How can families benefit from planning in advance with a local funeral home?
The benefit of pre-planning a funeral is that relatives can get an idea of what their loved one’s final wish is. In addition, family members can give vital statistics as well as receive pricing information.

What are your three top goals when meeting with a family?
My top three goals are to offer comfort and guidance to the family as they move through a very difficult period. I also think it is vitally important to present practical and fiscally prudent offerings based on their (and the decedent’s) desires and capabilities. The third goal is to make sure our families know that we are here to help with “post funeral” issues that arise—both emotional and procedural.

What are the top two mistakes families make when preparing a funeral for a family member?
Some families overextend themselves financially.

How has the funeral business changed over the last decade?
There has been a sharp rise in cremation. Many families do not want a “traditional service.” They may opt not to have viewing. Many times, memorial services may be held at places other than churches or funeral homes (restaurants, homes, etc.). The “automatic” use of limousines has also decreased. The use of social media has lessened the use of print media in the announcement of deaths.

What are the advantages of a chapel funeral or graveside funeral and who should consider each? Who are the best candidates for each?
There is no real advantage of having a chapel service (over a church service). Graveside services do not usually entail viewing of the remains. If the person is “not viewable” or there are very few survivors or friends, a family may want to consider an intimate chapel service or graveside services.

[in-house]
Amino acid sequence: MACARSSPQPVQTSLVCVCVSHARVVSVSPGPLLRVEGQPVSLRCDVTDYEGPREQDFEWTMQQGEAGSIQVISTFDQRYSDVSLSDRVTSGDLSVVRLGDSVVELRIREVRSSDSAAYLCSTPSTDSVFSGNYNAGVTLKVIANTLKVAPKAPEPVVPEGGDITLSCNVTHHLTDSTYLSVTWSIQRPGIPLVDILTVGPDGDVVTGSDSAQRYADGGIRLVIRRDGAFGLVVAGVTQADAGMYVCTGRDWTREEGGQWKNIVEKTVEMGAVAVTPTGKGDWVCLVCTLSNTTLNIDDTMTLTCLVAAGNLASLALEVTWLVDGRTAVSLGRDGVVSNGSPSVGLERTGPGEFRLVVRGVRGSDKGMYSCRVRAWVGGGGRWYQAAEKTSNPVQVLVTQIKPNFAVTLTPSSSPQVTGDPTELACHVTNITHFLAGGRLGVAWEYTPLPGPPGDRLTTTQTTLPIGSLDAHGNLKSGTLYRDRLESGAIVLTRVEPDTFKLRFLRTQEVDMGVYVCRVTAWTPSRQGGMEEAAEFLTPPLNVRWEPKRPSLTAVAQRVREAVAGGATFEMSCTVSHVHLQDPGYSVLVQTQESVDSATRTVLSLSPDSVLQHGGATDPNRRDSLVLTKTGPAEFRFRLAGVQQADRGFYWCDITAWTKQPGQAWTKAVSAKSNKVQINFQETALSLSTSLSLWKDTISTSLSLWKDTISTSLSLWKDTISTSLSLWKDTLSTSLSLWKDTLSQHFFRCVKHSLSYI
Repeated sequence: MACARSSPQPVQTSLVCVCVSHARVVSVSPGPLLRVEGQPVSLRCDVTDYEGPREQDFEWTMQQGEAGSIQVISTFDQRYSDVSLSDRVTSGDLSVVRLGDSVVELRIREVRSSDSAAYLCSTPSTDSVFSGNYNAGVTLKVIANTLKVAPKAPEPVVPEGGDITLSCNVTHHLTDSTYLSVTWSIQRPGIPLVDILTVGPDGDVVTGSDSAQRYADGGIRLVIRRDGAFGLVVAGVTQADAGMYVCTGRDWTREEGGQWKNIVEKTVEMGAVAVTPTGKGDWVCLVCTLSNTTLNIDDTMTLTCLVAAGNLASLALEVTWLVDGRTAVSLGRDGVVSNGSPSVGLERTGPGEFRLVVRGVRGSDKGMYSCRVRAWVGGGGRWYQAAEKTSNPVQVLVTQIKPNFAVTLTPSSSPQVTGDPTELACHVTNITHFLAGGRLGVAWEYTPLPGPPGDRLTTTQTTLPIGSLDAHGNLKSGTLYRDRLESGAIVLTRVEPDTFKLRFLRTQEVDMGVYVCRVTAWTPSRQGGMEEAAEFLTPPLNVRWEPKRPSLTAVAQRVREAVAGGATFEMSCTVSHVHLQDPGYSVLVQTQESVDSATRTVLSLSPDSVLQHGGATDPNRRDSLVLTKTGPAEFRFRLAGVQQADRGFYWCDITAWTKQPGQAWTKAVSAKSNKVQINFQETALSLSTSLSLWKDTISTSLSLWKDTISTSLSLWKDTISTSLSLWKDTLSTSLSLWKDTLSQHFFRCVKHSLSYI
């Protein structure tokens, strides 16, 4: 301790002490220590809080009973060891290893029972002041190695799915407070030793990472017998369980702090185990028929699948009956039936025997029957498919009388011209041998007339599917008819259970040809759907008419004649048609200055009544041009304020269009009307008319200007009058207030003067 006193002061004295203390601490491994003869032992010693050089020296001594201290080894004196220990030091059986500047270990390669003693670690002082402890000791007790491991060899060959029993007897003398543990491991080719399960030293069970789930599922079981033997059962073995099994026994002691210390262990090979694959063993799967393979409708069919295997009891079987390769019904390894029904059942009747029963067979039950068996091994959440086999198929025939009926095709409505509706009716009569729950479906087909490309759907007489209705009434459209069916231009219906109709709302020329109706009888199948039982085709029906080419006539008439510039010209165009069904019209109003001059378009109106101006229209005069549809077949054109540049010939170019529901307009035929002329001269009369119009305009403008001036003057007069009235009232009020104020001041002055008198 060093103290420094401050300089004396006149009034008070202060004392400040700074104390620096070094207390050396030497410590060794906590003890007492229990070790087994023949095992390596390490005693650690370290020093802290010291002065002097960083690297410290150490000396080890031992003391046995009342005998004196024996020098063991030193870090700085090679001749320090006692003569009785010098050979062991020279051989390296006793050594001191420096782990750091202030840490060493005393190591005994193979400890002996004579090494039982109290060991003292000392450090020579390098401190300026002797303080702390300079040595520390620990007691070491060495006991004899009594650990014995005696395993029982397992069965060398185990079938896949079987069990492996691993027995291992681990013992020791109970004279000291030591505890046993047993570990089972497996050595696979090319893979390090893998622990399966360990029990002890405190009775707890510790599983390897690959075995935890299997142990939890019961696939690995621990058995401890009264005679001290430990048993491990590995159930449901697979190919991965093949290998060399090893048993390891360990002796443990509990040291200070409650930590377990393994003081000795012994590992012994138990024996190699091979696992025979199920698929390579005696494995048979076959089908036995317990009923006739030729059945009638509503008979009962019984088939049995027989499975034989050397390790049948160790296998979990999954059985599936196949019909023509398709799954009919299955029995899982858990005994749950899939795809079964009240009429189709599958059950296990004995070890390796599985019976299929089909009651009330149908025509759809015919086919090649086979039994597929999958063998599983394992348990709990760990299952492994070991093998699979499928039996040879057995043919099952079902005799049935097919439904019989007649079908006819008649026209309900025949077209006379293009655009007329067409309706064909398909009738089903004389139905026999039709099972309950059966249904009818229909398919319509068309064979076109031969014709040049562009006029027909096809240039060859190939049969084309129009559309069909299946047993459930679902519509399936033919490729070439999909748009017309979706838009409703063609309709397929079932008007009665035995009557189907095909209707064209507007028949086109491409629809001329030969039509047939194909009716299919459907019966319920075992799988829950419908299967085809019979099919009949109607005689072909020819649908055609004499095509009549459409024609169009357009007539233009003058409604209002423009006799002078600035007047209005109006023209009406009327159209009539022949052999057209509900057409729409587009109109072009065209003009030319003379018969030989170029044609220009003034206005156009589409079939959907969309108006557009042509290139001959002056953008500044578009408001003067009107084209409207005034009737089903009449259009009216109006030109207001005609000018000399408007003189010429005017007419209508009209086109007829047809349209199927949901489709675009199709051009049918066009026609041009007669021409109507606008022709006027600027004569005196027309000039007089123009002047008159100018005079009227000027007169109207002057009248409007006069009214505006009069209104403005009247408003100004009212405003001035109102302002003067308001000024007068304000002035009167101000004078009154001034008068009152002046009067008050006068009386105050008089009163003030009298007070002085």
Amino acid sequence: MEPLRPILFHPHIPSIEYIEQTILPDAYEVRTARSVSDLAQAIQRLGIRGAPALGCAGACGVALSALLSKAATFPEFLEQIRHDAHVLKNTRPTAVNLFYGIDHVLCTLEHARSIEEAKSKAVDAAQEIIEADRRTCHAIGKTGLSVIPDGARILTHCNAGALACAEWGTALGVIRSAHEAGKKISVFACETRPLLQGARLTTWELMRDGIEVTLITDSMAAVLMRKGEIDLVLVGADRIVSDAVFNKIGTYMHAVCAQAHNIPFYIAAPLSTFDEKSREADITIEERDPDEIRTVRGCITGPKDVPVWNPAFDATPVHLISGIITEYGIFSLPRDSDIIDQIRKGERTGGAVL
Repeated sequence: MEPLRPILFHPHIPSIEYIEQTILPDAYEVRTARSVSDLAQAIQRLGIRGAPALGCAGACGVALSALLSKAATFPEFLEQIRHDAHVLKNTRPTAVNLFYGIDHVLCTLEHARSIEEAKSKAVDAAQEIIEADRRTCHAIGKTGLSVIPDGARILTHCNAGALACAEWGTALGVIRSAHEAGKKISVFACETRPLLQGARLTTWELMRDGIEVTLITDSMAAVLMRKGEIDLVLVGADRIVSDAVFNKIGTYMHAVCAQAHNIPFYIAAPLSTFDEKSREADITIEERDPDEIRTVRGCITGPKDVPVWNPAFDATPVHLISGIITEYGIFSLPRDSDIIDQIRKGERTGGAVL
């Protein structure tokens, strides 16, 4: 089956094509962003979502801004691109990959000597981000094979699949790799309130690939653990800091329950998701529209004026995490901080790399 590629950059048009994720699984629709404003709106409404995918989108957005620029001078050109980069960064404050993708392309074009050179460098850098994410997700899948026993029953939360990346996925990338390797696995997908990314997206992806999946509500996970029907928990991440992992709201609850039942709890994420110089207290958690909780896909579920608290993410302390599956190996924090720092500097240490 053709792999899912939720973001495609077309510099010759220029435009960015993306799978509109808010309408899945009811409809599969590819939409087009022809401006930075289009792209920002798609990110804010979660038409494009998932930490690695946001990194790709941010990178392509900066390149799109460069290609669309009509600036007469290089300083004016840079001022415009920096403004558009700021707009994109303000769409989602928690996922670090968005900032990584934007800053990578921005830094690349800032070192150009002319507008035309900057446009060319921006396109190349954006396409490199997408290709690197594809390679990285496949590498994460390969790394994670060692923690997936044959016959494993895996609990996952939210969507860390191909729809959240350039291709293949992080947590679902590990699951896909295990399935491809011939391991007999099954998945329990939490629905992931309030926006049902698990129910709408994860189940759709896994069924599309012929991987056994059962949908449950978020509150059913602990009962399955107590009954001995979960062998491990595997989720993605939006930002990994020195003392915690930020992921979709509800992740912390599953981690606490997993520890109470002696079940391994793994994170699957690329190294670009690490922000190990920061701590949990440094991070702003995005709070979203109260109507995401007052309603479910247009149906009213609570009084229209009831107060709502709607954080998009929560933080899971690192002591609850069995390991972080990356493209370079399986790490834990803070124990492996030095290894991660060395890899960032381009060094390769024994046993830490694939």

How do you approach celebrity funerals or a famous individual’s funeral given the demands of social media and media outlets’ desire to invade privacy?
In such a situation we “follow the family’s lead.” As with all of our services, we use the utmost discretion when conducting services. Phone numbers and addresses are not given. In all other matters, permission must be obtained from the family for dissemination of any information other than funeral service information.

Why did you select the funeral business as a career?
For both myself and my partner the funeral business “selected us.” Our fathers were funeral directors.

Describe three career paths available for young adults who choose the funeral business.
A young person should complete college (preferably a four-year degree), with emphasis on the hard sciences. Each state dictates the specific requirements for obtaining a license. They should also take psychology, political science and accounting classes if possible.

Describe the 24-hour nature of the business?
As we all know, death occurs at any hour and any day. As professionals, funeral directors know they may receive a death call at any time. It is our job to compassionately comfort as well as respond to “the call.” If a person passes away at a home or nursing home it will be necessary to go to that entity right away.